There are other more suitable sites across the UK to build the necessary housing. Squeezing one third of the UK’s new houses into just 5% of the land makes no sense at all. The UK government plans to build its way out of the impact of the pandemic, but what will be the impact upon the existing green spaces of our county, to our hospitals, our roads our schools? And what will be the longer term consequences of those projects for the environment?
The OXCAM Arc and HS2 plan to offset the green spaces developed, but research suggests that offsetting rarely works (you can read here a report by Friends of the Earth on the subject). An Australian study suggested it takes on average 146 years for a habitat to reach the level of those being destroyed and two thirds of the offset projects started all over the world have not met their desired goals, with many trees planted and left to perish because the costs to maintain them over a long period of time are too high. It is a fairytale to believe that mass growth can happen without catastrophic effects on the environment. Offsetting is being used as a mask by deceptive developers to help them lobby governments.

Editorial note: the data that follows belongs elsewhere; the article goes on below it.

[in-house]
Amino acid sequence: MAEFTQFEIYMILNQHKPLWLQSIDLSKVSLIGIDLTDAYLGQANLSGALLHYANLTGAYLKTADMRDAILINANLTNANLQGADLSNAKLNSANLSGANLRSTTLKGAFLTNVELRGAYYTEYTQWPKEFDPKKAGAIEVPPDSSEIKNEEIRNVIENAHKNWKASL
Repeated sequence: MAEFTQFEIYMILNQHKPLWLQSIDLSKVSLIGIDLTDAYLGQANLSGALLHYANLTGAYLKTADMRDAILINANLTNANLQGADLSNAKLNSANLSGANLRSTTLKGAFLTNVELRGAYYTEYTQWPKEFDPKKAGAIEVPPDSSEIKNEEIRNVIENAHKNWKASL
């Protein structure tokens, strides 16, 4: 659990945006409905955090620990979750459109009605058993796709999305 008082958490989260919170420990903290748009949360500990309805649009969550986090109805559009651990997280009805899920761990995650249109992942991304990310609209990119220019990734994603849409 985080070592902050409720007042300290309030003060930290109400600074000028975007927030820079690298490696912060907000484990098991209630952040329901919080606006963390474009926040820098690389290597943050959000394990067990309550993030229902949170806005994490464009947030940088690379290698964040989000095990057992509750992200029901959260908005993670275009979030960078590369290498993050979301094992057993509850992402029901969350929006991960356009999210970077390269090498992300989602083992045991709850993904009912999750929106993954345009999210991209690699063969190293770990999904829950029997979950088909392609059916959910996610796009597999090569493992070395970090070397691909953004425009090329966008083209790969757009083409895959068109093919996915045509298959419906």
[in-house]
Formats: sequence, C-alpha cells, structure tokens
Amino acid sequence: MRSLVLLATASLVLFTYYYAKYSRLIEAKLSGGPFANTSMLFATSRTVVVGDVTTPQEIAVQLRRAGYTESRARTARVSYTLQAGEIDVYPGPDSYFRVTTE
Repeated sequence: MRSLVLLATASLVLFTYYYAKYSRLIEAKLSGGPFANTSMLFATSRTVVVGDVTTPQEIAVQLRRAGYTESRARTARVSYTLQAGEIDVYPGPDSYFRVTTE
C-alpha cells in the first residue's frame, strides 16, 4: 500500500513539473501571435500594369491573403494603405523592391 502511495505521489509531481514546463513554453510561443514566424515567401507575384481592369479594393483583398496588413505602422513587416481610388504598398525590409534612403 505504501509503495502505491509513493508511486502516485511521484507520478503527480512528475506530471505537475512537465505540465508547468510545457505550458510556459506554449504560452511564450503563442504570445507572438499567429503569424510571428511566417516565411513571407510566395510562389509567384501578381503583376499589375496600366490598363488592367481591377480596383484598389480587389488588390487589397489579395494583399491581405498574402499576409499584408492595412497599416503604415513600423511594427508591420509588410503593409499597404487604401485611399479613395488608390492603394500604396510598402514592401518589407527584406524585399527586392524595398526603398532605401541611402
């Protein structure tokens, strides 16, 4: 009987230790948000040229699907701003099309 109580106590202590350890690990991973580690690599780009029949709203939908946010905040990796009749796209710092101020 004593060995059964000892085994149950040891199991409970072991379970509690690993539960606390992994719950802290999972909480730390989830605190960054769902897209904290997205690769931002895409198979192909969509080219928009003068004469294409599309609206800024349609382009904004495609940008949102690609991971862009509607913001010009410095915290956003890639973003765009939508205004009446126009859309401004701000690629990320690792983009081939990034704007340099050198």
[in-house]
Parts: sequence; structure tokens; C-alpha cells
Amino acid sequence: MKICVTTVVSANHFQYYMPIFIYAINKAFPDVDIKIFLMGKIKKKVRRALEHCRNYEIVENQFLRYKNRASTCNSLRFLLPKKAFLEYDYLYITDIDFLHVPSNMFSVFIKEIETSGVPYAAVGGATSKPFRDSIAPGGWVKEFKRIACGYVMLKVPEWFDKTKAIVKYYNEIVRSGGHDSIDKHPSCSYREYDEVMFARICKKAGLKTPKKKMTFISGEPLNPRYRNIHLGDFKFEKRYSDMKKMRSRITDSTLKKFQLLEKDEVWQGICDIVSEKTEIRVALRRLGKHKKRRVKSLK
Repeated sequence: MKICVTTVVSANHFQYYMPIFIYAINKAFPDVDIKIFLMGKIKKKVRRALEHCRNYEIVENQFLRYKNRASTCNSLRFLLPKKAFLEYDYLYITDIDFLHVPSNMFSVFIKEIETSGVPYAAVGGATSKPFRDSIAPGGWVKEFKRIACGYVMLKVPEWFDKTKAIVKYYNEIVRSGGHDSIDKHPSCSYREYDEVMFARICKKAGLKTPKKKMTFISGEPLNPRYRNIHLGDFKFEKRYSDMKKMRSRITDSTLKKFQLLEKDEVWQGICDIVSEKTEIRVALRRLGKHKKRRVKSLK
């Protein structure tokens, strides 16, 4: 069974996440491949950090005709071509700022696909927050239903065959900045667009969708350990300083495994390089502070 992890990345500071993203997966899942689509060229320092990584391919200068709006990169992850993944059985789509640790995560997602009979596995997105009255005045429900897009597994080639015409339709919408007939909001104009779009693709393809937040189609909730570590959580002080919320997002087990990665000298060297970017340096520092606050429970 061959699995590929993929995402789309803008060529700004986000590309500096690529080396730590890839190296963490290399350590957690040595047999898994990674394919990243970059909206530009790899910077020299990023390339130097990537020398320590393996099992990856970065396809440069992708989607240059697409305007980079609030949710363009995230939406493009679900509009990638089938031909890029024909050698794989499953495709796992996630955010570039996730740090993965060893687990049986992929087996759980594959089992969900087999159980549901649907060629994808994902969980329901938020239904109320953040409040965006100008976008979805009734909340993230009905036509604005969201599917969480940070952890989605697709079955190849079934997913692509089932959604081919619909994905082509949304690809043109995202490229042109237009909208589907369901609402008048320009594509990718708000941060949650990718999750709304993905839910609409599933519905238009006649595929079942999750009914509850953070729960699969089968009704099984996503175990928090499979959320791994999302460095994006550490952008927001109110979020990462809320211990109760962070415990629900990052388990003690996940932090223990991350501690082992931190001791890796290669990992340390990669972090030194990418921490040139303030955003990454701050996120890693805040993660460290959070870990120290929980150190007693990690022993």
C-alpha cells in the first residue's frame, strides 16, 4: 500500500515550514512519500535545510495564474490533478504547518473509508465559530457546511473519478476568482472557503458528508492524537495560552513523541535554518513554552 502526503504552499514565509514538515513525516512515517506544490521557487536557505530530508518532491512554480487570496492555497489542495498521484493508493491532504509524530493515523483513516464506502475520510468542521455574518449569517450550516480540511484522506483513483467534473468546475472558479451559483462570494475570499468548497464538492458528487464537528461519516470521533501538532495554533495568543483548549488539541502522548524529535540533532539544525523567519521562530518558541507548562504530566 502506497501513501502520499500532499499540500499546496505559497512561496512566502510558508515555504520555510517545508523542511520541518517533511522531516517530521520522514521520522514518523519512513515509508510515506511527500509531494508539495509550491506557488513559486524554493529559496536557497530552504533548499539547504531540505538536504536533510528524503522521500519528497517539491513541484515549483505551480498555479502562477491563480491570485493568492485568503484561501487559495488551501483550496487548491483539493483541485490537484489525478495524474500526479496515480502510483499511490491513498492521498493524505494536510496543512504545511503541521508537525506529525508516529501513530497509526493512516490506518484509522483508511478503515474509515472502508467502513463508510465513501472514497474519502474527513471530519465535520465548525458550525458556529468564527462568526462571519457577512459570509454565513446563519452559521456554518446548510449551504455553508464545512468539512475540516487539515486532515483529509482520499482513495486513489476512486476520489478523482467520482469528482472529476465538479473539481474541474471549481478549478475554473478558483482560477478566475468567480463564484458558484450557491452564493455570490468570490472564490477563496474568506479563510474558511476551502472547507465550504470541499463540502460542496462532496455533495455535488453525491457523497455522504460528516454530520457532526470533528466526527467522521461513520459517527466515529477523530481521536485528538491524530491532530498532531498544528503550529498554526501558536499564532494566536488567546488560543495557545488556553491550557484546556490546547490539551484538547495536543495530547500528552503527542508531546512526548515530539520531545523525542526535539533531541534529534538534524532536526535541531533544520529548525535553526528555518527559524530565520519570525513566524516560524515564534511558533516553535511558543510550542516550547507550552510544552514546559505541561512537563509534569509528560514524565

As a community we need to take a vitally important role in keeping the government of the day accountable for its promises to protect our rivers, our woodlands and our green spaces for future generations.
We also need to change our habits, choosing environmentally friendly products, organic foods and reducing our packaging and meat consumption. We can either keep our dogs from entering rivers or stop the regular flea treatments which contain harmful toxins. A recent Guardian article mentions a study, led by Rosemary Perkins at Sussex University, which suggests that of the UK’s 10 million dogs, 80% have a regular flea treatment whether they need it or not and this treatment contains enough harmful toxins to kill 60 million bees.